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C2K16 a reflection of our society

Sunday, February 14, 2016

Carnival 2016, a reflection of the state of the society; good at the base but set upon by a crawling, clinging, lingering blight attempting to strangle our best dispositions and impulses for the realisation of a true self. And how else could it have been, given the state of the society!

As Minshall reflects on our condition and that of the world, there are those who would have him say nothing but blend colours; ironically though, while bad mouthing him, they attempt to steal his designs, but without a context in which to place them.

They are creatures of the times; they measure quality of costuming in terms of dollars spent not on the creativity and authenticity of the portrayal. The spoilers then seek to blame Minshall for their failure to have attracted an audience to the Grandstand. It must, however, be said that outside of the bikini and beads, there were a few mas’ designers catching at a possibility.

All of the major pre-Carnival shows are in decline fundamentally because the blight has been strangling the creativity of the society; the streets, the pavements, squares and walls stinking with the stench of urine and more; men leaning against a wall; women stooping without shame; children led by their parents to adopt their (parents) most primitive of habits.

Joey Lewis, who created music for 60 years, established, grew and nourished a band over the period, left us on J’Ouvert morning. Your God be with you, Joey, on your journey home, you have done more than your part. Incidentally, Pal Joey provided a leadership model that has not been studied by the local management experts. They and their corporate elites prefer to fly in a foreign management guru every Monday morning to tell us about people management and human development, but ignore what the man from Gonzales with a smattering of primary school education, but with a lifetime of success in managing musicians, a notoriously difficult specimen, to create music for the soul. That is part of our civilisational defect: we value little that is native and revolutionary about us but hang tenaciously on to so much that is imported and at times irrelevant.

But there is always the seed of possibility to be found amidst the ruins. The regeneration of the band from the “Hill”, Desperadoes, is one of those possibilities thrown up by Carnival 2016. Needed now is the insight of many on the Hill and elsewhere to spread the success of the steelband amongst the misguided youth of Laventille. The young men and women need to see themselves as being potentially part of the success of Desperadoes.

Alfred Galy, the Syrian businessman (someone who, by common definition, should be termed “exploiter”) branded as uncaring of a national treasure (Greyfriars) rose to the call for practising space for Desperadoes. In granting the band free use of the space for practice, Galy understood there is a time for cultural contribution over the pursuit of dollars.

Equally full of potential is the emergence of Supernovas led by a Samaroo from the other side of the track; it is an indication of what is possible when we fling aside tribal hate.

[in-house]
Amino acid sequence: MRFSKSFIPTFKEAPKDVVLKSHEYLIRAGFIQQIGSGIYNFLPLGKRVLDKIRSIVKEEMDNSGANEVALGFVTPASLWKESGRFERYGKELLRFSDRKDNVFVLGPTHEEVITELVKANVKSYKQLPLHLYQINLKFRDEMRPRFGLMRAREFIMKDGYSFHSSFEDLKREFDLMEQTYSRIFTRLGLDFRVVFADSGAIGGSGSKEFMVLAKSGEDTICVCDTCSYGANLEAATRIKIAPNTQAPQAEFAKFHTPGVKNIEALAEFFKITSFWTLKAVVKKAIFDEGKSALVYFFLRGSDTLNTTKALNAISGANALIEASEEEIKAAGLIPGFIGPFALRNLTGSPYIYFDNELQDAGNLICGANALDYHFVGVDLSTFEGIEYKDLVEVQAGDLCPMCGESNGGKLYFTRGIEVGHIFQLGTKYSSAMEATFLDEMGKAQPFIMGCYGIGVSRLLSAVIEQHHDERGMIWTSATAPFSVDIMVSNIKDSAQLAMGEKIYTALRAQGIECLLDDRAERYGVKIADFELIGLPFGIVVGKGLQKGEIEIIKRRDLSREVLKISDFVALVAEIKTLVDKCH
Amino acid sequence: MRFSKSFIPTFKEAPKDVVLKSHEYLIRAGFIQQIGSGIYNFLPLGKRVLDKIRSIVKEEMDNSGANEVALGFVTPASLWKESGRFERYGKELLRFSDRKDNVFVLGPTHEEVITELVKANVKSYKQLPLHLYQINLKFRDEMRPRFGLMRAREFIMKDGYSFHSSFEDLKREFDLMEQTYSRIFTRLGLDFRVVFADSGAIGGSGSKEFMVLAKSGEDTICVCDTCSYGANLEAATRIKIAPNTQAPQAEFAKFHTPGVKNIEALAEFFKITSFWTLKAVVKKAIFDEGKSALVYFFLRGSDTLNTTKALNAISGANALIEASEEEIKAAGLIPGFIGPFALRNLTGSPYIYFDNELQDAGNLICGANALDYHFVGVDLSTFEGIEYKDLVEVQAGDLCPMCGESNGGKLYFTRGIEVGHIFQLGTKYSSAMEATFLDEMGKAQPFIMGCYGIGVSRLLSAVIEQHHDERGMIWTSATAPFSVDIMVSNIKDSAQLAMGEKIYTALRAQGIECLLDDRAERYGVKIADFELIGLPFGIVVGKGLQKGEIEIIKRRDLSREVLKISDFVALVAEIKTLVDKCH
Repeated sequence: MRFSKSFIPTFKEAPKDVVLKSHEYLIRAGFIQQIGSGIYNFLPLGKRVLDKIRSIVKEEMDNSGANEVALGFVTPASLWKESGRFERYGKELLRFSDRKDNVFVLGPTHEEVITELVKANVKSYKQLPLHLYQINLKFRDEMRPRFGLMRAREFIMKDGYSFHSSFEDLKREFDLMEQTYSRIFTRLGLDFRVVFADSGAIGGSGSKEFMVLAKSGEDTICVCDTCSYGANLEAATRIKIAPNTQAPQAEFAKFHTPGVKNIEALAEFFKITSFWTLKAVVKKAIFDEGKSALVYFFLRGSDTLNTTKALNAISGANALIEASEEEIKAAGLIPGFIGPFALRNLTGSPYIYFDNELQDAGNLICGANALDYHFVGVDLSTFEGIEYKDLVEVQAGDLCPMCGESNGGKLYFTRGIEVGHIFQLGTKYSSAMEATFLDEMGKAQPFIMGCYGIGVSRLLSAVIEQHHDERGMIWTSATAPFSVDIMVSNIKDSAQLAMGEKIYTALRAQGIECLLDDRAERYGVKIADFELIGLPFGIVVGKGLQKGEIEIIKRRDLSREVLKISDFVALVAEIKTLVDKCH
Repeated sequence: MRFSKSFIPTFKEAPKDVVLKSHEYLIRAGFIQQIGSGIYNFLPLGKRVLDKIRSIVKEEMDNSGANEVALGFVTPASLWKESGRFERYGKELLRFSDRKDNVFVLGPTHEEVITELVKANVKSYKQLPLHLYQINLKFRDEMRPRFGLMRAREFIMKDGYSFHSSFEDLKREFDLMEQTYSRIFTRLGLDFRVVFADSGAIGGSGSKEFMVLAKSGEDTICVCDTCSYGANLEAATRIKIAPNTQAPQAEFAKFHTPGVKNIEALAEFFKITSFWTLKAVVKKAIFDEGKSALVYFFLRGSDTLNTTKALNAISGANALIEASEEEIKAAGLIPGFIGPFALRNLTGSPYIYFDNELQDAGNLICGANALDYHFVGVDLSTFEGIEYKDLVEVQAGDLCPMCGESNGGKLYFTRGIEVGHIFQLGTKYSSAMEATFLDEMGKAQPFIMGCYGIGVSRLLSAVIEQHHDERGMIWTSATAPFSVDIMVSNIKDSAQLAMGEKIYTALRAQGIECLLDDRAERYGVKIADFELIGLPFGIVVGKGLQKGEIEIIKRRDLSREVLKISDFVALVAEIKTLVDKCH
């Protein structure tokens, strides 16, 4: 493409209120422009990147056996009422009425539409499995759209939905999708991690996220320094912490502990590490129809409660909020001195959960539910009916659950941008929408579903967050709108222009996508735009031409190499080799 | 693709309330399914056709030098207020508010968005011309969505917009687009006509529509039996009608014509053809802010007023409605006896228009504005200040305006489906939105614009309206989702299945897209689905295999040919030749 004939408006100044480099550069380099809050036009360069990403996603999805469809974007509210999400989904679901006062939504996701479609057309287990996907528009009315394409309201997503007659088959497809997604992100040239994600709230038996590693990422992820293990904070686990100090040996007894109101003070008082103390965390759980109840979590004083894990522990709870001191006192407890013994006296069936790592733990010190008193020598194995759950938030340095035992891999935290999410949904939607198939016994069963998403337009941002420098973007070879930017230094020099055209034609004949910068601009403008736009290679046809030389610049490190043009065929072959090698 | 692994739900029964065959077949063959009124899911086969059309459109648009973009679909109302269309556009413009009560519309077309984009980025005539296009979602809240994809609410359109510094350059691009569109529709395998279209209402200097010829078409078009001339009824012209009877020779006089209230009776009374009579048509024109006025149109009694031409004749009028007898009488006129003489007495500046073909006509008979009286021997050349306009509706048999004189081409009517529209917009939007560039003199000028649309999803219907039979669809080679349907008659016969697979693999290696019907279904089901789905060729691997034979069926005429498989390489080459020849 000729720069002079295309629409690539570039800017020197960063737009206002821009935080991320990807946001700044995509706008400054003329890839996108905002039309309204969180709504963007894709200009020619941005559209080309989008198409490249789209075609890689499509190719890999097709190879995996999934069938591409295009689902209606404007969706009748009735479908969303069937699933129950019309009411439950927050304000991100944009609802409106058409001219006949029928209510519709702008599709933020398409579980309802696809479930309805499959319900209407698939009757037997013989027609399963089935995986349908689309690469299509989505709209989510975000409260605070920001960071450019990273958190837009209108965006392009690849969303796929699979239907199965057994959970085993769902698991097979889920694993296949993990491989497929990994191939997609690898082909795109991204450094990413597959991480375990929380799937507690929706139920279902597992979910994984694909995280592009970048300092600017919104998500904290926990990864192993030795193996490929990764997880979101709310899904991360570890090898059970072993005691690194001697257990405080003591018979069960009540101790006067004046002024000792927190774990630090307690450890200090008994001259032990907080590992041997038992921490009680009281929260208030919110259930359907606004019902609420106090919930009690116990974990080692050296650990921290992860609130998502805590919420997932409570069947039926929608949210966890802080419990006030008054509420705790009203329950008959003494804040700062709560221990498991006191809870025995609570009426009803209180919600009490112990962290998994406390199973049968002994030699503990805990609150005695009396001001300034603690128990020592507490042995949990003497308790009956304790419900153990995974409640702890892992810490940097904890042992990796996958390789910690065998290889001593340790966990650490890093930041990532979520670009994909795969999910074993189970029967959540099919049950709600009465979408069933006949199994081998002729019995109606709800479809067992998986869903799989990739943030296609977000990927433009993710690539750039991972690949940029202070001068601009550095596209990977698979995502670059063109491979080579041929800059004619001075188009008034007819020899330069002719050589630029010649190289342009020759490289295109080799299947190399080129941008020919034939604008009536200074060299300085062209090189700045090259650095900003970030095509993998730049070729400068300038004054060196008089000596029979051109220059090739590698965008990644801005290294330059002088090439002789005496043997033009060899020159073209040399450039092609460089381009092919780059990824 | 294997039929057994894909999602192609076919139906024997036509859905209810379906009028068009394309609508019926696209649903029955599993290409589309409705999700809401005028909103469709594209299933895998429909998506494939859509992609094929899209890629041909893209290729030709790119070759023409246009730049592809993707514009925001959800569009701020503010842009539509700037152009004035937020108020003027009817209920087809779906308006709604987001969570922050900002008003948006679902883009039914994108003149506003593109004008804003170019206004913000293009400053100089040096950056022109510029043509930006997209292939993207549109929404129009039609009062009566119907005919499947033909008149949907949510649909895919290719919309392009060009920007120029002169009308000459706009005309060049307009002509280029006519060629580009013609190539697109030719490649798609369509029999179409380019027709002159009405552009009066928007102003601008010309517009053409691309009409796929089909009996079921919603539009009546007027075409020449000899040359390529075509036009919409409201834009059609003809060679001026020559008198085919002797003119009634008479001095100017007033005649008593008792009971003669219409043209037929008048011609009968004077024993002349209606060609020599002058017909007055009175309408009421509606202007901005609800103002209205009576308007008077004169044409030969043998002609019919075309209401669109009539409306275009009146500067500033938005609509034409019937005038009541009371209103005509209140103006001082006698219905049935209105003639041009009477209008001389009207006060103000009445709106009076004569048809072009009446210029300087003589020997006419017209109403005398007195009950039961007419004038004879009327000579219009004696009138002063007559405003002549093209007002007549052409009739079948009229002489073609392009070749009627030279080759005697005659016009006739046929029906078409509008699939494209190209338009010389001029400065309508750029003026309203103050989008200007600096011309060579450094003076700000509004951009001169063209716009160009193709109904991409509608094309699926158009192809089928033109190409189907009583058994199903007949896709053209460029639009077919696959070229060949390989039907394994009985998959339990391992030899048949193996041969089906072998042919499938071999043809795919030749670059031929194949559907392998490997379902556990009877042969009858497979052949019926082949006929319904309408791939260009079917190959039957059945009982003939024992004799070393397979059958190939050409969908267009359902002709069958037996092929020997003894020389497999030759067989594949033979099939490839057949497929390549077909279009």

Calypso, since being sold down-the-river by a few well-connected bards, had moments of hope in Devon Seale and Helon Francis. Here are two young calypsonians who showed a willingness to experiment with form and substance and bypass the dirge-like, tasteless, artless formulae that have hung over the art form in the last decade. 

Humour in calypso and stories of our lives away from political contestations have dried up. Is it that our lives are dominated by negative preoccupation with politics and political figures?

We may never again have a Spoiler or a Shadow; but we should be able to produce an artist a little lower down the scale of genius capacity: the question is, which one has to first emerge, the artist or the social transformation?

The young Voice of the soca genre at least provided a difference; the form has to be revitalized; however, the Carnival celebrants of the era are comfortable with it; it gives them an easy wine back.

Now here is a societal/political division that is being increasingly reflected in the Carnival. More than two decades ago, Valentino observed that notwithstanding the fact that “Carnival is a gift from the Almighty…how all dem races does jump as one family, but when Carnival come and pass de people does go back to dey race and class so de only thing to bring them together is mas.”

It seems that today not even Carnival is bringing together the race and class as the Carnival of the middle class and the lighter shade is gathering in the West and with a force that reminds of Captain Baker and his men hired to beat off intruders.

In the East there is the Canboulay and traditional mas, resurrected by John Cupid and sustained by Eintou and Fullerton, with the talents of trumpeter Etienne Charles intervening to search for possibilities in the ancestral cultural forms.

So there is much in Carnival which is negative and reflective of the state of the nation and culture; but there are a few early blooms peeping out. As always for me, one heartening picture is that of the lame and halting, the castoffs and marginalized of the society, clinging on to and pushing a steelband rack of their community band.


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